Well, Africa is a continent--so you'd need to look in the country of Uganda specifics on adoption. The US also has its own laws and requires. Before anything, get a family lawyer that specializes in this stuff. Do not use "shady" adoption agencies. It's very common for these agencies to make money off trafficking children. Adoption in countries on the continent of Africa is a tricky thing because parents are often tricked into signing papers and they don't realize they've legally relinquished custody over their children. So you'll want to be as squeaky clean about this as possible. I think from a moral standpoint, you'll want to sit down and speak with the child and then the mother--separately. Also, you'll be inclined to say "he'll have a better life" but refrain from this when speaking with the mother. Statements like those run along an emotional argument that elicits guilt in the mother. I think the mother will have a hard enough time hearing that you want to take her son home with you. Do you have a relationship with the child emotionally? It sounds like you don't have an emotional connection created from in-person meetings and conversations. You'll need to build that up and make certain everything fits--particularly because this is a cognizant child. He knows and he understands enough. He'll know that he's being taken away from mom. So deeply consider how you're going to form that emotional bond. Saying things like "she doesn't care about him" is not going to win any judge over and if you say it in a Ugandan court, they'll see you as self-righteous white people trying to impose your standards on a developing nation. You are concerned for him and want what's best for him, so frame your argument that way in front of the judge because that's how you legally obtain custody over him. You'll need both the mother and the judge to sign custody over to you and your future husband. You mentioned martial staus. 2020 is a long time away and adoption could also take years because this is international. In general, children do not normally go to singles or cohabitants. Agencies and governments like to see a solid marriage because it's a signal of stability. Not to be mean, but an engagement ring doesn't mean much to them either. You'll have evaluated. probably. You'll have to get references to your character too. You'll need to give them your financial information too, to prove you can provide for him without any trouble. There will be doctors and psychologists involved as well. You'll probably be screened. And while it's not necessary, you'll want to apply for citizenship for the boy, himself. Bringing him over and not getting him any citizenship could spell disaster for him in the future. Citizenship and international adoption aren't simultaneous things though to get the processes going in tandem to one another. So you'll have a really hard uphill battle legally. Just remember: lawyers and US-based adoption agencies as a team will help you get through this process. Also, as a side note, you really might want to work on your mental conception of his mother. You may not like her but you seem to have degraded her and her humanity, in your mind. I think even if you get gain custody over him, it won't do him emotionally any good for you degrade his mother to him. He's old enough to have memories of her. Circumstances in many African nations are rough. Do you know how he was conceived? Rape could have been the reason why she's so young. His father could have been murdered by gangs in the area. He could have died of an infectious disease. Also, ask yourself if you're going to try to replace her. Would be okay if he had two moms? One in Africa and you? Will you allow continued contact? What happens if he asked you about her? Asks to visit her? You also said "love each other and love him" which sort suggests you're in love with the idea of being parents rather than the job itself. You put yourselves in front of him in that sentence. Reading that line made me feel nervous. But you're on the right track. Children need love and I do believe you can provide him with that but does it have to be as his parents? Will you be able to put him ahead of yourselves? If he gets sick, will you and your future husband leave at him at home to go to your date when he wants mommy and daddy? Can you put him ahead of your own romantic needs and desires? I know I'm reading a lot into the last sentence but children are sensitive to these things and always comparing what it means to be loved and wanted because they don't have a conception of what unconditional love it. And that suggests offers a worry that you might not know either. You sound like you two are in the "honeymoon" phase your relationship and bringing a child into that may not be good for the child. I'm not saying parents can't be romantic with one another but you may not like having to be a mom instead of having some adult fun late at night. There has to be a balance and I don't know if people in the "honeymoon" stages of their relationship can find that balance. Also, think about what it will mean to have a mixed family of adopted and biological children for yourselves emotionally. Are you the type of people that will still love your adopted son after you have your own? How will you explain to him you'll still love him because all children feel this fear when a new child comes into the picture. Adoption and knowing what that is will only add to his anxieties. You'll have to be prepared for that future situation too.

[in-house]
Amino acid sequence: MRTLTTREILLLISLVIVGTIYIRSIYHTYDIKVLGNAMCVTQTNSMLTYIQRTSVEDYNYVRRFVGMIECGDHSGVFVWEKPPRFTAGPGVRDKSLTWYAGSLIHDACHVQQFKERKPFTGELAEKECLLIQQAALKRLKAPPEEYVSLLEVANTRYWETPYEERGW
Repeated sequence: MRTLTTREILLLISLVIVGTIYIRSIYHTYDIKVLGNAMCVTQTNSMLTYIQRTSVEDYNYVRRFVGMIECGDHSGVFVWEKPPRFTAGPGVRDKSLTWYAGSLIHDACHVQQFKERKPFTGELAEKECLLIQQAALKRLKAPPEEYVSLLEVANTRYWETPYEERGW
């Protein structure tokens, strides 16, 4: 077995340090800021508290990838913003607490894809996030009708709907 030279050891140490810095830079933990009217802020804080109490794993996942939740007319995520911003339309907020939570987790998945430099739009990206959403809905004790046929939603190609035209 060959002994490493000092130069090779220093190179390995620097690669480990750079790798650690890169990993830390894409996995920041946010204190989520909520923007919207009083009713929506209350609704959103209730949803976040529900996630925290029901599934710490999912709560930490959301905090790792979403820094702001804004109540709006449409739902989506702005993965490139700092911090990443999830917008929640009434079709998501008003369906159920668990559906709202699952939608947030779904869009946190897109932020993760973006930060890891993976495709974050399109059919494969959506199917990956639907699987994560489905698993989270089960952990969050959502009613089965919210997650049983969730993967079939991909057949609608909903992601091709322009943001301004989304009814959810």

You first need to get married to your fiancé. Then you need to speak with an international adoption agency and explain things to them. I have no idea if you would be able to adopt a sponsored child but they would be the best people to talk to.


Wow that is very noble, hat's off to you sir